Violets Are Blue

It's another stop in Elizabeth Rose's tour de force for her debut novel Violets Are Blue.  I have had the pleasure of being hosted on her own blog Living on Literary Lane, and I was pleased to be able to return the favour.  Her blog tour is running throughout the month of August so be sure to check out the other posts which have been put up and which are scheduled for the future.  But without further ado, here is the author herself!

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Violets Are Blue is about a friendship tested by distance.  Is this something you have experienced yourself or is it just something you were interested in writing about?  What inspired you?

To be honest, it was something of a surprise for me to discover that Violet’s story was going to be about friendship. Though certainly an important theme, it seemed a bit more juvenile than my original aim, and there are certainly enough books about it already. At the start, all I knew was that I wanted the book to take place during the Edwardian era and around the sinking of the R.M.S. Titanic. But as I began writing, Violets Are Blue somehow morphed with an old plot in the back of my head about an Irish girl who loses her best friend when her family moves to America. This story had never gone very far on its own, but when combined with Violet’s tale, it became a plot. I hoped to portray a more natural, real sort of friendship than the one generally depicted in novels for young people. Though I have not experienced a friendship tested by distance to the extent that Violet does in the book, I have read about it so often, in various forms, that I felt as if I’d lived it.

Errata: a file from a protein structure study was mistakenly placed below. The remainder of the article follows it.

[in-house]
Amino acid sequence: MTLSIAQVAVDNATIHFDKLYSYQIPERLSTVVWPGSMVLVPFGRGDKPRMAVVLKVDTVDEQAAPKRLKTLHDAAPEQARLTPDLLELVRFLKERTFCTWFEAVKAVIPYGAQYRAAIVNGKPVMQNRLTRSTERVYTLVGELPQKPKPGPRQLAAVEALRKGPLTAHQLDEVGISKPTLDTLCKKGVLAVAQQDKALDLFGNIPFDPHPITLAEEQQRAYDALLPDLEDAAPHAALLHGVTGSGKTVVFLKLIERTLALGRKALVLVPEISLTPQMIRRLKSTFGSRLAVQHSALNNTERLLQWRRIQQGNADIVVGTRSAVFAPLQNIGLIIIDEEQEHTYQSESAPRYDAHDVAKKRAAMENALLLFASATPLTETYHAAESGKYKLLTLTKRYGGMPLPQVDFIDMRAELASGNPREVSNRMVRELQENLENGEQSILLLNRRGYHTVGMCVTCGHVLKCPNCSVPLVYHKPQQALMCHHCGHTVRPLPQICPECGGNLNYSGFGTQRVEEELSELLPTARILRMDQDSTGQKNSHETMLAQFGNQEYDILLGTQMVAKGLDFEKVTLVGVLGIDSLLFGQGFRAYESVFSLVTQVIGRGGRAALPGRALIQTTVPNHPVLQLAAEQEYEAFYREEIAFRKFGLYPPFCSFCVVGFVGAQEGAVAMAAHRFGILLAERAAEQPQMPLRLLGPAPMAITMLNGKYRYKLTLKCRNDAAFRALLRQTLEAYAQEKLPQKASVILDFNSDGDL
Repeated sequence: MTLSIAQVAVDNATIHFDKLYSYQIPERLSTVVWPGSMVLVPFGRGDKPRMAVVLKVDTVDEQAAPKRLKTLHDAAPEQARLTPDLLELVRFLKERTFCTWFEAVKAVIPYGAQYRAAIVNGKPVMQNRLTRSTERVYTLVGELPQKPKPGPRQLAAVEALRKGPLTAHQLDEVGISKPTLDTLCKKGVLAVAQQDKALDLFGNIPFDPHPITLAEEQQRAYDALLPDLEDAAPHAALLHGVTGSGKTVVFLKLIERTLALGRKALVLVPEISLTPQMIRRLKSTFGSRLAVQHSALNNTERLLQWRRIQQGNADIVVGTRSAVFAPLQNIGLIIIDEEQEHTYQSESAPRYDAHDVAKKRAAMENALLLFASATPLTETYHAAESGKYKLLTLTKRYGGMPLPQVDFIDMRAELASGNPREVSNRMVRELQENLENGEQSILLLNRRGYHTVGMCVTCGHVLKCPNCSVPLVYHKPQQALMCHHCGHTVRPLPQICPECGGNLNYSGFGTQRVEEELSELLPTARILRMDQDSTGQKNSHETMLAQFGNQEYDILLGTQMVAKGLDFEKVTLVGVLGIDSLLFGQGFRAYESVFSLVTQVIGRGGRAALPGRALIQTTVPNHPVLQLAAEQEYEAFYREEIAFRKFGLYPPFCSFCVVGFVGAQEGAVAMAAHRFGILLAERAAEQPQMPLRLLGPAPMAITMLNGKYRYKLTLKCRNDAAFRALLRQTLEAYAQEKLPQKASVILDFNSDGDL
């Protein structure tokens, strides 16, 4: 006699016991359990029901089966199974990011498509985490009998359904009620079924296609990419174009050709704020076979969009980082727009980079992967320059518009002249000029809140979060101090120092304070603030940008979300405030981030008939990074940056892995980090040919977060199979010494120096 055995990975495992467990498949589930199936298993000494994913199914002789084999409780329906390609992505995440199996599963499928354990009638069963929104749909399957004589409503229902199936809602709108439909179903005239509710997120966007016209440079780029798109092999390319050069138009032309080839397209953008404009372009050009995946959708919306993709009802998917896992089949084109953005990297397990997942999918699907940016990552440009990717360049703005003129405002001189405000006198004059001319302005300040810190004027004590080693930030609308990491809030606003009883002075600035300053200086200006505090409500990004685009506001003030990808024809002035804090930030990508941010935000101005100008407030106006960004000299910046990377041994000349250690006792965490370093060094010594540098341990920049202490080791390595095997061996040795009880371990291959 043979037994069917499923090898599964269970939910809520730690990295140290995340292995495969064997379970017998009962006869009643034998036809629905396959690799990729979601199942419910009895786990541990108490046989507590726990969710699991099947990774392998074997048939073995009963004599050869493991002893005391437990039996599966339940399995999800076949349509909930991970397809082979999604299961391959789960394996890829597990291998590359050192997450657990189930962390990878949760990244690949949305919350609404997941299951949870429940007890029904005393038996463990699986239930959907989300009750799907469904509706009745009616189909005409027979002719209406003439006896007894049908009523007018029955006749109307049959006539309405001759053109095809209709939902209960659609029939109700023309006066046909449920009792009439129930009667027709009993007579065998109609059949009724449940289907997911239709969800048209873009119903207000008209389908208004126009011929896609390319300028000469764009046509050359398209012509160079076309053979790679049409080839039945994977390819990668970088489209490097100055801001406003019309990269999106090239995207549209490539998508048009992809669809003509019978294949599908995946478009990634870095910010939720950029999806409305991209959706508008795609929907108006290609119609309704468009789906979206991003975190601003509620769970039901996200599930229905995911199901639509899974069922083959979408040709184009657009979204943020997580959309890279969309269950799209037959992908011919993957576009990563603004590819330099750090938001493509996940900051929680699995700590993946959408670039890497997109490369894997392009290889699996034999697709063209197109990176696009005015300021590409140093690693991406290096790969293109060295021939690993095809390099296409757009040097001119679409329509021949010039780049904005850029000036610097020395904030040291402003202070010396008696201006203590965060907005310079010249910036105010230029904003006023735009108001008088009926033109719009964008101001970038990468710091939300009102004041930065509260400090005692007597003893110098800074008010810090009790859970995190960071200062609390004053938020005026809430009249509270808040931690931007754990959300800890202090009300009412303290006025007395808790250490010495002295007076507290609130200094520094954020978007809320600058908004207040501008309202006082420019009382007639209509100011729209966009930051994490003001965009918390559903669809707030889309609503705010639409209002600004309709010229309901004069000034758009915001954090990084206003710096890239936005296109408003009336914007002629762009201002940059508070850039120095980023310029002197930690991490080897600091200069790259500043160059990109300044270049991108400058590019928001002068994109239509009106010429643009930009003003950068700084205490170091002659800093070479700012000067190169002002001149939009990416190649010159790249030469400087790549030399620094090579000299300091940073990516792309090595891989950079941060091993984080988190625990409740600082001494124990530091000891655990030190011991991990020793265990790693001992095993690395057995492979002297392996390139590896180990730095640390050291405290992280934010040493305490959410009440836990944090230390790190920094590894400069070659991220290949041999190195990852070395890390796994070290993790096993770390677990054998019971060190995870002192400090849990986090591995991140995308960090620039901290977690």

What time period is Violets Are Blue set in?  Did something inspire you to pick that time, or did the time, as it were, pick itself?